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Table 1 Definitions of natural selection and genetic drift from glossaries of introductory college biology textbooks

From: Students’ Mental Models of Evolutionary Causation: Natural Selection and Genetic Drift

Term Definition Textbook
Natural Selection A process in which organisms with certain inherited characteristics are more likely to survive and reproduce than are organisms with other characteristics. Campbell, N.A., Reece, J.B., Urry, L.A., Cain, M.L., Wasserman, S.A., Minorsky P.V., and R.B. Jackson. (2008). Biology. 8th ed. New York: Pearson Benjamin Cummings.
Natural Selection The process by which individuals with certain heritable traits tend to produce more surviving offspring than do individuals without those traits, resulting in a change in the genetic makeup of the population. A major mechanism of evolution. Freeman, S. (2005) Biological
Science. 2nd ed. Upper Saddle
River: Pearson Prentice Hall.
Natural Selection The differential survival and/or reproduction of classes of entities that differ in one or more characteristics; the difference in survival and/or reproduction is not due to chance, and it must have the potential consequence of altering the proportions of the different entities to constitute natural selection. Thus natural selection is also definable as a partly or wholly deterministic difference in the contribution of different classes of entities to subsequent generations. Usually the differences are inherited. The entities may be alleles, genotypes or subsets of genotypes, populations, or in the broadest sense, species. Futuyma, D.J. (1998). Evolutionary Biology. 3rd ed. Sunderland: Sinauer Associates, Inc.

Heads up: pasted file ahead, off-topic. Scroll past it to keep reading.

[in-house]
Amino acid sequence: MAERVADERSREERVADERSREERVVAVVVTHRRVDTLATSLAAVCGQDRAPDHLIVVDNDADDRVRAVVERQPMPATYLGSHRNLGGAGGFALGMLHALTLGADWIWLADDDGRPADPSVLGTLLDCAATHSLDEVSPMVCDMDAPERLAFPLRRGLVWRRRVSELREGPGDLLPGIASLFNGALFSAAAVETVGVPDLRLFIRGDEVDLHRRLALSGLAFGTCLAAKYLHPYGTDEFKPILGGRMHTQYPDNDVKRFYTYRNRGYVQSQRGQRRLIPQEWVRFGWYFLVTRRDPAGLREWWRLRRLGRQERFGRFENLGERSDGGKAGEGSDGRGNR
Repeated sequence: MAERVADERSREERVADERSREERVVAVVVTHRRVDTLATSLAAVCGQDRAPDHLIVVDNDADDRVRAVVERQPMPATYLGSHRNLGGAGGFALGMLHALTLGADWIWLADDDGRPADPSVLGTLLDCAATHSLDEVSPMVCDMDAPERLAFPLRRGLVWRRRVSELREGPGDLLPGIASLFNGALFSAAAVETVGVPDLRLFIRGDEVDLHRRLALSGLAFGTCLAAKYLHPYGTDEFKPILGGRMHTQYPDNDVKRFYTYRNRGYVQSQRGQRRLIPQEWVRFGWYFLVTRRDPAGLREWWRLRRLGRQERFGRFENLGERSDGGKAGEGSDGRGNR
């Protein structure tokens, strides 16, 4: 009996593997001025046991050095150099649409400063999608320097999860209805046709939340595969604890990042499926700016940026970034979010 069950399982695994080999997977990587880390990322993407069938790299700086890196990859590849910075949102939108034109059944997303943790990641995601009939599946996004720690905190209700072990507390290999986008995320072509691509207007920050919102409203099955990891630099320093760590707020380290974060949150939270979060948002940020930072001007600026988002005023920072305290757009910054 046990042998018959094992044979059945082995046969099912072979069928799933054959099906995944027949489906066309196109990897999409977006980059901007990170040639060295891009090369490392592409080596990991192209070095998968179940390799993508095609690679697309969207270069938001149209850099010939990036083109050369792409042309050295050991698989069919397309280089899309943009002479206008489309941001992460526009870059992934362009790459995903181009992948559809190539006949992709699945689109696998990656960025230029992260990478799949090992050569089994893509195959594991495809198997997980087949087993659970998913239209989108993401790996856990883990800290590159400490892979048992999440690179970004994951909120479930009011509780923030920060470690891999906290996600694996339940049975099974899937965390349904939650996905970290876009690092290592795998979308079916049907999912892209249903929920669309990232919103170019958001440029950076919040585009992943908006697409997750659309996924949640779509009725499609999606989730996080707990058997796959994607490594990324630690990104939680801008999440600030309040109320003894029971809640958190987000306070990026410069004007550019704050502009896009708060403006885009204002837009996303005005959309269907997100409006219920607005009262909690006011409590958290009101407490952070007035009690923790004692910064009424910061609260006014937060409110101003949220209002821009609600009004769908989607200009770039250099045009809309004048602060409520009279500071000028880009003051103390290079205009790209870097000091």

Genetic Drift A process in which chance events cause unpredictable fluctuations in allele frequencies from one generation to the next. Effects of genetic drift are most pronounced in small populations. Campbell et al. (2008). Biology. 8th ed. New York: Pearson Benjamin Cummings.
Genetic Drift Any change in allele frequencies due to random events. Causes allele frequencies to drift up and down randomly over time, and eventually can lead to the fixation or loss of alleles. Freeman, S. (2005) Biological
Non-adaptive change (e.g., genetic drift) occurs when the frequency of a trait increases or decreases because of stochastic factors, regardless of whether the trait confers an advantage, disadvantage, or is neutral with respect to survival or reproduction Science. 2nd ed. Upper Saddle
River: Pearson Prentice Hall.
Genetic Drift Random changes in the frequencies of two or more alleles or genotypes within a population Futuyma, D.J. (1998). Evolutionary Biology. 3rd ed. Sunderland: Sinauer Associates, Inc.